Relationships between physical therapy intervention and opioid use: A scoping review Article

Full Text via DOI: 10.1002/pmrj.12654 Web of Science: 000684877800001

Cited authors

  • Brown-Taylor L, Beckner A, Scaff KE, Fritz JM, Buys MJ, Patel S, Bayless K, Brooke BS


  • Objective: To synthesize available evidence that has examined the relationship between physical therapy (PT) and opioid use.Type: Scoping ReviewLiterature Survey: Data sources including Google Scholar, Embase, PubMed, Cochrane Library, and CINAHL were searched for English articles up to October 24, 2019 using terms (" physical therapy"[ Title/Abstract] OR physiotherapy[Title/Abstract] OR rehabilitation[Title/Abstract]) AND (opiate*[Title/ Abstract] OR opioid*[Title/Abstract]).Methodology: Included studies evaluated a PT intervention and reported an opioid-use outcome. Data were extracted to describe the PT intervention, patient sample, opioid-use measurement, and results of any time or group comparisons. Study quality was evaluated with Joanna Briggs checklists based on study design.Synthesis: Thirty studies were included that evaluated PT in at least one of these seven categories: interdisciplinary program (n = 8), modalities (n = 3), treatment (n = 3), utilization (n = 2), content (n = 3), timing (n = 13), and location (n = 2). Mixed results were reported for reduced opioid-use after interdisciplinary care and after PT modalities. Utilizing PT was associated with lower odds (ranging from 0.2-0.8) of using opioid medication for persons with low back pain (LBP) and injured workers; however, guideline-adherent care did not further reduce opioid use for persons with LBP. Early PT utilization after index visit for spine or joint pain and after orthopedic surgery was also associated with lower odds of using opioid medications (ranging from 0.27-0.93). Emergency department PT care was not associated with fewer opioid prescriptions than standard emergency department care. PT in a rehabilitation center after total knee replacement was not associated with lower opioid use than inpatient PT.Conclusions: The relationship between timing of PT and opioid use was evaluated in 13 of 30 studies for a variety of patient populations. Eight of these 13 studies reported a relationship between early PT and reduced subsequent opioid use, making the largest sample of studies in this scoping review with supporting evidence. There is limited and inconclusive evidence to establish whether the content and/or location of PT interventions improves outcomes because of heterogeneity between studies.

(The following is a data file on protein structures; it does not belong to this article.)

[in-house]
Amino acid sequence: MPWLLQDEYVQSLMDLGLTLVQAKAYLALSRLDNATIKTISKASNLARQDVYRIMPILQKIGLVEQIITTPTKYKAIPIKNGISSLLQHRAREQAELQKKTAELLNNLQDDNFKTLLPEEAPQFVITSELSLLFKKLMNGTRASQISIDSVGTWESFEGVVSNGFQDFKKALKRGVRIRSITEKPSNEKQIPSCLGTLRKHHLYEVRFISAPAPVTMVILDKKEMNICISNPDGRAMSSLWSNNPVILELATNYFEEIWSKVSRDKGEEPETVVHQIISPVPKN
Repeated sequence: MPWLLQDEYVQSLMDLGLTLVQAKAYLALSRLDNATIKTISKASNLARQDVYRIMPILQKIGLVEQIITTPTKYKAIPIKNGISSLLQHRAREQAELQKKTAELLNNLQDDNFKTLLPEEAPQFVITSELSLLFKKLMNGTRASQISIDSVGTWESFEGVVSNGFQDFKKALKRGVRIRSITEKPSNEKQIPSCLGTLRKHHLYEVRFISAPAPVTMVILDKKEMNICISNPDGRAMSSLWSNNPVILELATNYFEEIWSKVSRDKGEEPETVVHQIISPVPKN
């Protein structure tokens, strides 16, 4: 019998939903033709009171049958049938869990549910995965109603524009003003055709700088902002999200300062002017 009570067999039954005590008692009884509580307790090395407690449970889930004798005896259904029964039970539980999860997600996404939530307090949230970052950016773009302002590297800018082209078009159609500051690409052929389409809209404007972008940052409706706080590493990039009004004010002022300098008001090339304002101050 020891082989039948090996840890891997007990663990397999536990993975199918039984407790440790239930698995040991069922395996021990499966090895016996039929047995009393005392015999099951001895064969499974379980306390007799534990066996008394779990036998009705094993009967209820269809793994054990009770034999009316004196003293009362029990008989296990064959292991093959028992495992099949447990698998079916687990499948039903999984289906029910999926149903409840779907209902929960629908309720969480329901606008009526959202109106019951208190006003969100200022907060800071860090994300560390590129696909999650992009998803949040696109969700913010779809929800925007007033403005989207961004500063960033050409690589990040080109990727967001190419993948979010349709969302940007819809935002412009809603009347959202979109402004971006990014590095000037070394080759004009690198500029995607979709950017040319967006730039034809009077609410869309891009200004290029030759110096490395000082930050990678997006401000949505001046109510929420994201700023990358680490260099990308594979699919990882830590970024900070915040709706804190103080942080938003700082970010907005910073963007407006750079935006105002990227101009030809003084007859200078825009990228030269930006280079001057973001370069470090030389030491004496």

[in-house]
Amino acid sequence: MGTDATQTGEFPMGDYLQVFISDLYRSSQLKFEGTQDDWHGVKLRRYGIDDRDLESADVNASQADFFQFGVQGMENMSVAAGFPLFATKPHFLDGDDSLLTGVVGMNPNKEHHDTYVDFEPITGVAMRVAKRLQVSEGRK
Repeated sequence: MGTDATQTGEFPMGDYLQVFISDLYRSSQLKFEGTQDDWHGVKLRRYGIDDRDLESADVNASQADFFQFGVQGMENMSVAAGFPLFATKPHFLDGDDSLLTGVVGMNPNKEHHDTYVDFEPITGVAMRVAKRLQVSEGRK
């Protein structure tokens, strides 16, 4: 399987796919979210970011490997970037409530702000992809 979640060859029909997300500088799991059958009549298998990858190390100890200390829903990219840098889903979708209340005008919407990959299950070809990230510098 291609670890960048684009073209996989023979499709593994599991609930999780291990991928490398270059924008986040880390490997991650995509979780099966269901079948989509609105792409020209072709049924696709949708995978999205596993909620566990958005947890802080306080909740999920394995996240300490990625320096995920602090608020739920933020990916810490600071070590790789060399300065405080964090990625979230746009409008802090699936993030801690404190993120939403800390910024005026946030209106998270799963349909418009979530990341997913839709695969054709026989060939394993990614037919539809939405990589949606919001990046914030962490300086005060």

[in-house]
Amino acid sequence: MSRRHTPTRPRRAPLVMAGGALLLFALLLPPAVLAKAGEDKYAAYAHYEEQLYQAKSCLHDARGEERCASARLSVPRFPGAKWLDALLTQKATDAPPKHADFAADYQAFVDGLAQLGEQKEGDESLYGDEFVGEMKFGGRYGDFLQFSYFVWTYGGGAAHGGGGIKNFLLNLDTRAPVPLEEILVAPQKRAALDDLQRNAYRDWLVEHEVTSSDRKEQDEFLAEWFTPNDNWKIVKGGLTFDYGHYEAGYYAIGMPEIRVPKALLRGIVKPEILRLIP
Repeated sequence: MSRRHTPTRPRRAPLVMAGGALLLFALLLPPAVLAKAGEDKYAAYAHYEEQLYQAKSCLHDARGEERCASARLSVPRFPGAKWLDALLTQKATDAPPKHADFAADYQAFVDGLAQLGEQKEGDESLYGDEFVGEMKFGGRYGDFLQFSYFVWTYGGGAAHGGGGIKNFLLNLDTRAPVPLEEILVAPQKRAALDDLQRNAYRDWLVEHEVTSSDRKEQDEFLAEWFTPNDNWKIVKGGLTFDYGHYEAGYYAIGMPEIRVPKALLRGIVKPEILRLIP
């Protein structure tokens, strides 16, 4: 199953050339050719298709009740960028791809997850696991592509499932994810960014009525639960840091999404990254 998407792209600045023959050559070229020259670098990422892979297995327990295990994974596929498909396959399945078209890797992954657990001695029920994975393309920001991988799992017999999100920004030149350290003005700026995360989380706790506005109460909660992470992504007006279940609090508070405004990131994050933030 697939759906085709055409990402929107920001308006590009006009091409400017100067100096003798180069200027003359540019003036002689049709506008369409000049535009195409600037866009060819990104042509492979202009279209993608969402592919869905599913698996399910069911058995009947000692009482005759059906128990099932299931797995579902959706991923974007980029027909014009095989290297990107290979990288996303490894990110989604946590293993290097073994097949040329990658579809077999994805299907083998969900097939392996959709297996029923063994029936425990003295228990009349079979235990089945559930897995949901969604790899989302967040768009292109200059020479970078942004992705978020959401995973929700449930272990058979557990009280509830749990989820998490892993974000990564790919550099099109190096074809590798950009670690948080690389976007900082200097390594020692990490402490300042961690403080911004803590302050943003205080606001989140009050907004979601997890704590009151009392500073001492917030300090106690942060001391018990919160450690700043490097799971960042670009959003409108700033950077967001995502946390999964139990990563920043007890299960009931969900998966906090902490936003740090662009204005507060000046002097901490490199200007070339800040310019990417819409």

Publication date

  • 2021

Published in

International Standard Serial Number (ISSN)

  • 1934-1482

Number of pages

  • 18